Hyundai & Kia appear to be readying a one ton bakkie range
Hyundai and Kia have perennially threatened to build a one ton bakkie range to take on the likes of Hilux and Ranger, et al. Now it appears that it’s finally more than just a threat. Kia bakkie mules have been ambling about Korean suburbia embellished with just enough camouflage to allow anyone who takes a cursory look, to know what they are.
Kia, Hyundai plotting to take on Hilux, Ranger
Spy images of these heavily clad, but loosely dressed prototype pickup trucks suggest that the bodywork forward of the B pillars comes straight off the US, China, and home market Kia Mojave midrange SUV. A sensible bet, considering the Fortuner and Everest rival Mojave shares the body on frame chassis necessary to pick on Hilux or Ranger.
Should this be the final bodywork, it also suggests that the bakkie will look just like the sport ute. And thus, our exclusive Auto renders of the red bakkie in the images. So being, this prototype will be wearing its official war dress under the veils. That ties into messages Kia dealers are getting about a bakkie to fight the best already late next year, or early 2025.
Moving on to Hyundai. The master brand (Hyundai bought homeland rival Kia a quarter-century back, remember) generally develops one platform for use across the board. So, a Tucson is a Sportage, a Rio is an Accent, and so forth. With the exception of the car-derived US lifestyle bakkie called the Santa Cruz. That’s one of the few Hyundai-only models.
Hyundai’s bakkie plans are more secretive
In other words, Hyundai, and Kia vehicles of similar sizes in general share platforms. Their basic architecture, components and mechanical hardware are all the same. But the cars are sold as two different models, from different brands through rival dealer bodies, by dressing them in unique sheetmetal.
Now, while Kia is already strutting its future bakkie stuff, badges, and all, in the leafy streets of Seoul suburbia, Hyundai remains mum on the subject. Hyundai has however long pretended to want a one-ton Hilux and Ranger rival in its stable. It even went as far as filing patent papers for such a thing just before lockdown. And registered the name Tarlac.
All of which leaves how a Hyundai Tarlac could look, to pure speculation. But we have gone ahead and rendered such a thing using some latest Hyundai concept and newest model design tweaks onto the base we imagined for what could be called the Kia Mojave bakkie.
Kia Mojave, Hyundai Tarlac loading in SA?
Now both of these bakkies would be huge in South Africa, where double cabs are the staple diet and Hilux King over pretenders Ranger, D-Max, Triton, Navara and the rest.
Technical spec of course remains secret and will so until reveal, or even launch. Both Korean brands have however closely monitored the booming pick-up market since the cows came home. And both are of course fully entrenched in that local market via their already hugely popular Hyundai H-100 and Kia K2700 forward control workhorses.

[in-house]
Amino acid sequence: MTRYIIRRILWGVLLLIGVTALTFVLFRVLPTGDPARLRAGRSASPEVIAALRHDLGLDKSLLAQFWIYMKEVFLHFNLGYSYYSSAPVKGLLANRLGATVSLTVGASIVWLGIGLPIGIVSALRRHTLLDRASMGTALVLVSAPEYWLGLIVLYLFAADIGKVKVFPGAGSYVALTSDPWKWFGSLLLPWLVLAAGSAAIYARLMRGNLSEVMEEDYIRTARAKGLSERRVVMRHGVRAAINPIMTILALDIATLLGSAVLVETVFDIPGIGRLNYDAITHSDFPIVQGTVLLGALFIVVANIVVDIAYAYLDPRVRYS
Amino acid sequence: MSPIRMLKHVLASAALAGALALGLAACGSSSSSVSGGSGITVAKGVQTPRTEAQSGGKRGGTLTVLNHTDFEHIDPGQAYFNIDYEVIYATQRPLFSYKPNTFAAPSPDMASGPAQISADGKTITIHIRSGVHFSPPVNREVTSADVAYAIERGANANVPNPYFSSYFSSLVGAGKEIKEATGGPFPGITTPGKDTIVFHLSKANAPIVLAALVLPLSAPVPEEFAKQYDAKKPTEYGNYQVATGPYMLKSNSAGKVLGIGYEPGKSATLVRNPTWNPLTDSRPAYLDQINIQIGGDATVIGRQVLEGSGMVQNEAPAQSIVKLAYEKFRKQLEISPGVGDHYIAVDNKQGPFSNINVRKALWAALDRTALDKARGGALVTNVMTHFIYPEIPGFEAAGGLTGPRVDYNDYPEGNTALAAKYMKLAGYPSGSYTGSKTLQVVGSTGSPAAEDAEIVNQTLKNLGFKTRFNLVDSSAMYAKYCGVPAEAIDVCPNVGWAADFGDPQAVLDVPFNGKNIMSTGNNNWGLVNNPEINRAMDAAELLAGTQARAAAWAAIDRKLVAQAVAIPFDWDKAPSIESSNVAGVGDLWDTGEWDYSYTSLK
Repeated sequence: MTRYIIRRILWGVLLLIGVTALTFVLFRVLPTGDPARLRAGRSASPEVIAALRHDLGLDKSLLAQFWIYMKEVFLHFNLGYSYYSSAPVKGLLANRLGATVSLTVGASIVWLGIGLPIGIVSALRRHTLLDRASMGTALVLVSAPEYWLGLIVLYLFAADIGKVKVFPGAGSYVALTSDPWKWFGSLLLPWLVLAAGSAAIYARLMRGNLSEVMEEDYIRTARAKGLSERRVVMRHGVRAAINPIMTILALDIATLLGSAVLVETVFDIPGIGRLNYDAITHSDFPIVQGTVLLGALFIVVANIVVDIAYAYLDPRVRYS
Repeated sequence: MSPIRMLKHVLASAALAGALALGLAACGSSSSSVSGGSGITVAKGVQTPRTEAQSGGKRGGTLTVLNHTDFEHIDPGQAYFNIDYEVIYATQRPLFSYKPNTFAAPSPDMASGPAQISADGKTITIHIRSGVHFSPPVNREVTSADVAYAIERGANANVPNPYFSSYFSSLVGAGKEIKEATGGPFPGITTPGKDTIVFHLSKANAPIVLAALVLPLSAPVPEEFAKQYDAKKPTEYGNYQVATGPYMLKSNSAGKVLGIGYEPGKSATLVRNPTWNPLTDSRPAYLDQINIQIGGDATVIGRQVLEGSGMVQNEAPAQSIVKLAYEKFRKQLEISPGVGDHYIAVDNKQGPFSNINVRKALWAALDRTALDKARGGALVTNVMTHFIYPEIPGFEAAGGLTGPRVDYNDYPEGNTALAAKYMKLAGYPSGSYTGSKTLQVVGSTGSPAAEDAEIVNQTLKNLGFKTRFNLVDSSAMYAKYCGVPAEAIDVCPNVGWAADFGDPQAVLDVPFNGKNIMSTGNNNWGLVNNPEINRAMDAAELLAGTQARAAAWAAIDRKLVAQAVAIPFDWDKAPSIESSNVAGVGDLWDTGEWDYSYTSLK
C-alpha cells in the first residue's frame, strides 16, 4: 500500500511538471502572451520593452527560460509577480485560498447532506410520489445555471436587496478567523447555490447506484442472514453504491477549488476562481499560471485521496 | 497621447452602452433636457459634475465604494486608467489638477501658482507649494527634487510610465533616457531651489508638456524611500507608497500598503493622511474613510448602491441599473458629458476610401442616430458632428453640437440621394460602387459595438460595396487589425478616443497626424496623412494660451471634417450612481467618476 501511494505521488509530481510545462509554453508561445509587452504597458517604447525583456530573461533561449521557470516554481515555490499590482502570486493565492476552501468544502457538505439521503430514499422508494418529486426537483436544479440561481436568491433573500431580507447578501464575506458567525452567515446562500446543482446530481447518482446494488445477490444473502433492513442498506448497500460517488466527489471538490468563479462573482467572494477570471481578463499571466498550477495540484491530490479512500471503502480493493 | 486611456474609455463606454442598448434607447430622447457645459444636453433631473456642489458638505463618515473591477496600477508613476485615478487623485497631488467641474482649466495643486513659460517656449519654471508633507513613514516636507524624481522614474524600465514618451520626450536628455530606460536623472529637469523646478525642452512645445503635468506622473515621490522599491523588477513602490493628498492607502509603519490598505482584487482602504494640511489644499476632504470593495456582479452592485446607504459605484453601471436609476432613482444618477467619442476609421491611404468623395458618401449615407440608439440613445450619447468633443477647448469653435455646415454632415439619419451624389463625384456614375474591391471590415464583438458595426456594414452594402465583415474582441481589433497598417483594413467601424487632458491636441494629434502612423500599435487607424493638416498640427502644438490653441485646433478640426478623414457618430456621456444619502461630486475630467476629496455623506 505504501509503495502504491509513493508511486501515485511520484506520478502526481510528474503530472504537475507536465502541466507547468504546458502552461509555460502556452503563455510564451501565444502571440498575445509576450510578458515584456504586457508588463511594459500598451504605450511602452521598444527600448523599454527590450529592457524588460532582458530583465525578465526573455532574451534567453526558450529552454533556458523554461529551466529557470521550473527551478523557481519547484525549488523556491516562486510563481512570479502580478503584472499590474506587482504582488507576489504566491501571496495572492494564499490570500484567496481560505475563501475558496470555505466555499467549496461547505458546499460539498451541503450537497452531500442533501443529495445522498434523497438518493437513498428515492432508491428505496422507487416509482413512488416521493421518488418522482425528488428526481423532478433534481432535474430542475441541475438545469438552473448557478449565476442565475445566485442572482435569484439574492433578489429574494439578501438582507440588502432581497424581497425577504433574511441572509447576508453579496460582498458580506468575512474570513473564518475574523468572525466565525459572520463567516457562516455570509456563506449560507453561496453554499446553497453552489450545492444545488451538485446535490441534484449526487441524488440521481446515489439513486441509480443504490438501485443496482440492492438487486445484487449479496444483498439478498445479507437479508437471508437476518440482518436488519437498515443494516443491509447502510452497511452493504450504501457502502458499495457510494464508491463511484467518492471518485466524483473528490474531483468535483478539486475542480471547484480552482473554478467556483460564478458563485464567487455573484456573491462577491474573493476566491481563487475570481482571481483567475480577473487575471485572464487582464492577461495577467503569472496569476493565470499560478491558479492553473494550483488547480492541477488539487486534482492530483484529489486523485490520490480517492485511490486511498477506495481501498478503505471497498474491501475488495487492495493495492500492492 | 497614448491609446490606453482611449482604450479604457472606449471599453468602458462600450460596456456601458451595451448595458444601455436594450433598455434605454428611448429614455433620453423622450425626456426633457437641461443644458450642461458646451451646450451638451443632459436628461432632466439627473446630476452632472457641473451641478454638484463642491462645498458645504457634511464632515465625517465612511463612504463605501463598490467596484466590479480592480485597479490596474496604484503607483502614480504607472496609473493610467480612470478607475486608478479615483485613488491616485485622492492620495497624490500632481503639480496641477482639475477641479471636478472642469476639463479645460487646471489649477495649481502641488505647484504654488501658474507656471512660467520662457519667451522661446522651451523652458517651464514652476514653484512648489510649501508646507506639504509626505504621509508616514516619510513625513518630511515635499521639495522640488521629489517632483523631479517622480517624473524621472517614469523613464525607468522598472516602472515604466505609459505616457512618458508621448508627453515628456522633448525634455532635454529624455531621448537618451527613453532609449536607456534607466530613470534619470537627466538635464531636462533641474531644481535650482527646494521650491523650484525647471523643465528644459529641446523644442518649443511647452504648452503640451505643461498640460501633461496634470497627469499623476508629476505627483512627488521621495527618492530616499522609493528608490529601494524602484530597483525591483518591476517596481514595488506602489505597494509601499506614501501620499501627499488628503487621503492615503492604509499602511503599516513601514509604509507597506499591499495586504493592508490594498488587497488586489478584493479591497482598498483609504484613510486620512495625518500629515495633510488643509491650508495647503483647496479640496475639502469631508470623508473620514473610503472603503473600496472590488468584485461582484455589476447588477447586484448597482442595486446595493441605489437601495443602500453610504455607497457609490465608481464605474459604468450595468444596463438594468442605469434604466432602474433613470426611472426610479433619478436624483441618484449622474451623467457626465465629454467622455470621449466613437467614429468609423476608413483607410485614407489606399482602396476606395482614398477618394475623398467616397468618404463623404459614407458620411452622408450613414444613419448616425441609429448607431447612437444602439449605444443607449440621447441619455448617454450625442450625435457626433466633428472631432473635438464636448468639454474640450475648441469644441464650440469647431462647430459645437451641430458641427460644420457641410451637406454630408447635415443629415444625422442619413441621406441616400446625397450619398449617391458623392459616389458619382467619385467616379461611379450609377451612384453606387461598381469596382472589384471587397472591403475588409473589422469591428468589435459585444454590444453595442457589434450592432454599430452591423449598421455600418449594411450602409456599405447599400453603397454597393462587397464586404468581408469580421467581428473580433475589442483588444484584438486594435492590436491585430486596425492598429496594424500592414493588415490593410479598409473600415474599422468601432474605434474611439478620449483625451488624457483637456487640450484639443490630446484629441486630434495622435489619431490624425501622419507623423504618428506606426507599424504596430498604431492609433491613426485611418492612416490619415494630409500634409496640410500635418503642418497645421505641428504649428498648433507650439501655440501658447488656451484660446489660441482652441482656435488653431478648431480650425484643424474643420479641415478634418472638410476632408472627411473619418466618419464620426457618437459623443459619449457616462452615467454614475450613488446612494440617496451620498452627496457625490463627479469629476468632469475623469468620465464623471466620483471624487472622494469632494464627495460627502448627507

Fresh spy photos of the Kia double cab show a long wheelbase and a very long load bay with long rear overhang. Knowing the constraints on parking dimensions in obvious target markets, never mind 4×4 departure angles and handling on tow, we’d say that’s just extra disguise cladding to add to the allure. So, we would bet on something closer to our sketches.
Is Kia’s bakkie really as long as that prototype
That wheelbase would be set in stone though – it appears way longer than the Mojave SUV to match or better the new stretched Ranger’s 3270 mm. A bit of a limit on the break-over angles, but good for a roomy cabin and a Euro Palette gobbling load bay. Both those aspects are necessities for modern ‘midrange trucks’ as the Yanks call them. So, expect a broad, and imposing stance.
Speculation hints at future petrol-electric hybrid and eventually electric versions of the Kia. They also say that Hyundai is preparing a different all-electric car-based bakkie. But the Santa Cruz is that already, and Hyundai has confirmed an EV version is imminent. Reading between the lines, is Hyundai not developing an all-electric version of these one-ton twins?
That makes far more sense. Why should Kia lose out in 2025 markets demanding BEVs? And can Hyundai really avoid satisfying developing markets that will long rely on petrol, diesel, and a growing number of hybrid bakkies in the coming years? Never mind, splitting combustion and electric development and production seems to be a new industry buzz, anyway.
So, delving under the skin, it is said that the Kia Mojave bakkie, and thus its Hyundai twin, will have the choice of the Group’s 148 kW 440 Nm 2.2-litre Genesis turbodiesel four-cylinder engine. It’s likely to be massaged to deliver closer to 170 kW and 600 Nm to fight Hilux. And a perhaps subtly detuned newer 205 kW 590 Nm 3-litre straight six turbodiesel flagship.
“A Kia Bakkie would kick arse”
Considering the target markets, Kia and Hyundai’s eight-speed automatic transmission is a likely choice in RWD and 4×4. The SUV’s double wishbone front suspension should carry over, but will a live axle replace the multilink rear? Dealer chatter promises class-leading loadability. Which means at least a one-tonne payload and 3.5-tonne braked towing.
“A Kia pick-up truck would be a perfect fit for the brand,” Kia design boss Karim Habib told selected media last year. “I would welcome it with open arms. “In fact, I’d love to design a pick-up.” Outspoken Kia Australia boss Damien Meredith later confirmed that Habib had taken heat on his suggestions.
“I’d love to sell some utes,” Meredith nonetheless reiterated. “A Kia ute would be a rude shock for Hilux and Ranger. “And let me tell you, for someone whose had his arse kicked a few times for lots of things, I know it will kick arse!”
That much applies to South Africa, just much as it does to Aussie. Watch this space. – Michele Lupini
Image renderings: Michele Lupini